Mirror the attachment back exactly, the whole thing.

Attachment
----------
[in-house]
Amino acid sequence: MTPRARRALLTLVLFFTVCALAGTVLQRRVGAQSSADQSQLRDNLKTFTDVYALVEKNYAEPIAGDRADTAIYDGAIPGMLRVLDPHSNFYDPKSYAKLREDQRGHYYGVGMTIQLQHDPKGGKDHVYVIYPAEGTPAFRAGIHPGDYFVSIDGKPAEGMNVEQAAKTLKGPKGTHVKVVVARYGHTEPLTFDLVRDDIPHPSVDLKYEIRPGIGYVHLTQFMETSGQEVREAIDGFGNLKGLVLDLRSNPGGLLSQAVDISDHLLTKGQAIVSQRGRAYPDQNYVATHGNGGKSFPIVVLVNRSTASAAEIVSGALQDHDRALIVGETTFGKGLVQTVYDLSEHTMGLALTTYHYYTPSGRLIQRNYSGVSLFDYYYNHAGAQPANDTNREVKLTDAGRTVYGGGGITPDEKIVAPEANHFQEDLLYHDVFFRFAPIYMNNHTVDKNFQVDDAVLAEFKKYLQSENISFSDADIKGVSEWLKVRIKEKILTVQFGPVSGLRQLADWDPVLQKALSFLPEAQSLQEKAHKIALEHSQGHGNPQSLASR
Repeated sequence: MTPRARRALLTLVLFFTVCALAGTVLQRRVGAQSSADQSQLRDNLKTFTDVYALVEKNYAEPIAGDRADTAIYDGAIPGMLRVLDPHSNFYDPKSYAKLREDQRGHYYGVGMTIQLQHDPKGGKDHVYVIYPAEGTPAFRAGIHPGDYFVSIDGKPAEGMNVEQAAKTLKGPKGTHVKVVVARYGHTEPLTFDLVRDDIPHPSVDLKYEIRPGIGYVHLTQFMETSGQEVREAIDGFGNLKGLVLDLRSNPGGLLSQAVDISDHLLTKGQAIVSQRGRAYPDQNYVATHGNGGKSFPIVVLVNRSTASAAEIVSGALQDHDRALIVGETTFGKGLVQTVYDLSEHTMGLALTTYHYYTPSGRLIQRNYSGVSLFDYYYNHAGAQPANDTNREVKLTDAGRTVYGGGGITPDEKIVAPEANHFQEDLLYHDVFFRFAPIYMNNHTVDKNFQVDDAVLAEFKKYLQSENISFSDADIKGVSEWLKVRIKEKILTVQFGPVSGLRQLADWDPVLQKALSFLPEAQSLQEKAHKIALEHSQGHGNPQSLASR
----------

[in-house]
Amino acid sequence: MTPRARRALLTLVLFFTVCALAGTVLQRRVGAQSSADQSQLRDNLKTFTDVYALVEKNYAEPIAGDRADTAIYDGAIPGMLRVLDPHSNFYDPKSYAKLREDQRGHYYGVGMTIQLQHDPKGGKDHVYVIYPAEGTPAFRAGIHPGDYFVSIDGKPAEGMNVEQAAKTLKGPKGTHVKVVVARYGHTEPLTFDLVRDDIPHPSVDLKYEIRPGIGYVHLTQFMETSGQEVREAIDGFGNLKGLVLDLRSNPGGLLSQAVDISDHLLTKGQAIVSQRGRAYPDQNYVATHGNGGKSFPIVVLVNRSTASAAEIVSGALQDHDRALIVGETTFGKGLVQTVYDLSEHTMGLALTTYHYYTPSGRLIQRNYSGVSLFDYYYNHAGAQPANDTNREVKLTDAGRTVYGGGGITPDEKIVAPEANHFQEDLLYHDVFFRFAPIYMNNHTVDKNFQVDDAVLAEFKKYLQSENISFSDADIKGVSEWLKVRIKEKILTVQFGPVSGLRQLADWDPVLQKALSFLPEAQSLQEKAHKIALEHSQGHGNPQSLASR
Repeated sequence: MTPRARRALLTLVLFFTVCALAGTVLQRRVGAQSSADQSQLRDNLKTFTDVYALVEKNYAEPIAGDRADTAIYDGAIPGMLRVLDPHSNFYDPKSYAKLREDQRGHYYGVGMTIQLQHDPKGGKDHVYVIYPAEGTPAFRAGIHPGDYFVSIDGKPAEGMNVEQAAKTLKGPKGTHVKVVVARYGHTEPLTFDLVRDDIPHPSVDLKYEIRPGIGYVHLTQFMETSGQEVREAIDGFGNLKGLVLDLRSNPGGLLSQAVDISDHLLTKGQAIVSQRGRAYPDQNYVATHGNGGKSFPIVVLVNRSTASAAEIVSGALQDHDRALIVGETTFGKGLVQTVYDLSEHTMGLALTTYHYYTPSGRLIQRNYSGVSLFDYYYNHAGAQPANDTNREVKLTDAGRTVYGGGGITPDEKIVAPEANHFQEDLLYHDVFFRFAPIYMNNHTVDKNFQVDDAVLAEFKKYLQSENISFSDADIKGVSEWLKVRIKEKILTVQFGPVSGLRQLADWDPVLQKALSFLPEAQSLQEKAHKIALEHSQGHGNPQSLASR